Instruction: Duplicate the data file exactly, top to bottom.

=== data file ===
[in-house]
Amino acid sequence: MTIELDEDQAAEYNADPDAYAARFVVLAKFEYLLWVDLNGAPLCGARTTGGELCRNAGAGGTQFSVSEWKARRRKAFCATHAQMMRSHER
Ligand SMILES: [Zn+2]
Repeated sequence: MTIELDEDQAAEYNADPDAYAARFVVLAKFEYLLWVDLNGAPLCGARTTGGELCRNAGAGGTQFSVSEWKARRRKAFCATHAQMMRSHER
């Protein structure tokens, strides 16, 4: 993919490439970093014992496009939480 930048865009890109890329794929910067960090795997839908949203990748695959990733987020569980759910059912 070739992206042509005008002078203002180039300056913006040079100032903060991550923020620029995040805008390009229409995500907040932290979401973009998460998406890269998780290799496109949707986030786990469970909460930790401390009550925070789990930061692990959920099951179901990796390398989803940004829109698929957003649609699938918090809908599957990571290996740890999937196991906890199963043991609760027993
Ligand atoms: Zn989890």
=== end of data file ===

[in-house]
Amino acid sequence: MTIELDEDQAAEYNADPDAYAARFVVLAKFEYLLWVDLNGAPLCGARTTGGELCRNAGAGGTQFSVSEWKARRRKAFCATHAQMMRSHER
Ligand SMILES: [Zn+2]
Repeated sequence: MTIELDEDQAAEYNADPDAYAARFVVLAKFEYLLWVDLNGAPLCGARTTGGELCRNAGAGGTQFSVSEWKARRRKAFCATHAQMMRSHER
């Protein structure tokens, strides 16, 4: 993919490439970093014992496009939480 930048865009890109890329794929910067960090795997839908949203990748695959990733987020569980759910059912 070739992206042509005008002078203002180039300056913006040079100032903060991550923020620029995040805008390009229409995500907040932290979401973009998460998406890269998780290799496109949707986030786990469970909460930790401390009550925070789990930061692990959920099951179901990796390398989803940004829109698929957003649609699938918090809908599957990571290996740890999937196991906890199963043991609760027993
Ligand atoms: Zn989890």